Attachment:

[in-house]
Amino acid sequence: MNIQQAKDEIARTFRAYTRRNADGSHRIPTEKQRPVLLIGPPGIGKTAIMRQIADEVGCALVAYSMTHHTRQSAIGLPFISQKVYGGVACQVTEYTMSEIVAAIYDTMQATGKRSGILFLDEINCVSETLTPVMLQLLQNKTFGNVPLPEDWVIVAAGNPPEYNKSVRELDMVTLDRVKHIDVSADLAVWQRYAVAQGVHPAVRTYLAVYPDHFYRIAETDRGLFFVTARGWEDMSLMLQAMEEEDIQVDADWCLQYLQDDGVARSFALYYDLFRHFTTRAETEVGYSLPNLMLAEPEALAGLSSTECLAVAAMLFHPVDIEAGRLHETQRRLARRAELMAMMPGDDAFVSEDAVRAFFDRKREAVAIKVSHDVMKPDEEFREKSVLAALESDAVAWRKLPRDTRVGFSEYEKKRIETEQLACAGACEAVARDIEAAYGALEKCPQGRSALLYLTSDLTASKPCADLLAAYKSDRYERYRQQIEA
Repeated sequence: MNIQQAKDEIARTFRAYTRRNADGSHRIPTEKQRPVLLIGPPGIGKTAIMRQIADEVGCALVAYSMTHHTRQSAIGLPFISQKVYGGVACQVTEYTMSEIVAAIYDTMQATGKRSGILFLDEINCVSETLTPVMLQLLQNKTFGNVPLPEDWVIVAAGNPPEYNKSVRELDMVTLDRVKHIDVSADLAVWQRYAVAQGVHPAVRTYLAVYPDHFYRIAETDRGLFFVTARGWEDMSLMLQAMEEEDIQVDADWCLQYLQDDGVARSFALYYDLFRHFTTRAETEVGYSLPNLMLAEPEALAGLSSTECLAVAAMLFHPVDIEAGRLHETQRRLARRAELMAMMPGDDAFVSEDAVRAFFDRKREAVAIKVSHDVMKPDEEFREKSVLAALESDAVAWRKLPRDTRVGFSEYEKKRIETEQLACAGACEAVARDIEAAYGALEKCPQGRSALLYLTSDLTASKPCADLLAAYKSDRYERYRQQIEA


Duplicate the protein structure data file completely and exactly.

[in-house]
Amino acid sequence: MNIQQAKDEIARTFRAYTRRNADGSHRIPTEKQRPVLLIGPPGIGKTAIMRQIADEVGCALVAYSMTHHTRQSAIGLPFISQKVYGGVACQVTEYTMSEIVAAIYDTMQATGKRSGILFLDEINCVSETLTPVMLQLLQNKTFGNVPLPEDWVIVAAGNPPEYNKSVRELDMVTLDRVKHIDVSADLAVWQRYAVAQGVHPAVRTYLAVYPDHFYRIAETDRGLFFVTARGWEDMSLMLQAMEEEDIQVDADWCLQYLQDDGVARSFALYYDLFRHFTTRAETEVGYSLPNLMLAEPEALAGLSSTECLAVAAMLFHPVDIEAGRLHETQRRLARRAELMAMMPGDDAFVSEDAVRAFFDRKREAVAIKVSHDVMKPDEEFREKSVLAALESDAVAWRKLPRDTRVGFSEYEKKRIETEQLACAGACEAVARDIEAAYGALEKCPQGRSALLYLTSDLTASKPCADLLAAYKSDRYERYRQQIEA
Repeated sequence: MNIQQAKDEIARTFRAYTRRNADGSHRIPTEKQRPVLLIGPPGIGKTAIMRQIADEVGCALVAYSMTHHTRQSAIGLPFISQKVYGGVACQVTEYTMSEIVAAIYDTMQATGKRSGILFLDEINCVSETLTPVMLQLLQNKTFGNVPLPEDWVIVAAGNPPEYNKSVRELDMVTLDRVKHIDVSADLAVWQRYAVAQGVHPAVRTYLAVYPDHFYRIAETDRGLFFVTARGWEDMSLMLQAMEEEDIQVDADWCLQYLQDDGVARSFALYYDLFRHFTTRAETEVGYSLPNLMLAEPEALAGLSSTECLAVAAMLFHPVDIEAGRLHETQRRLARRAELMAMMPGDDAFVSEDAVRAFFDRKREAVAIKVSHDVMKPDEEFREKSVLAALESDAVAWRKLPRDTRVGFSEYEKKRIETEQLACAGACEAVARDIEAAYGALEKCPQGRSALLYLTSDLTASKPCADLLAAYKSDRYERYRQQIEA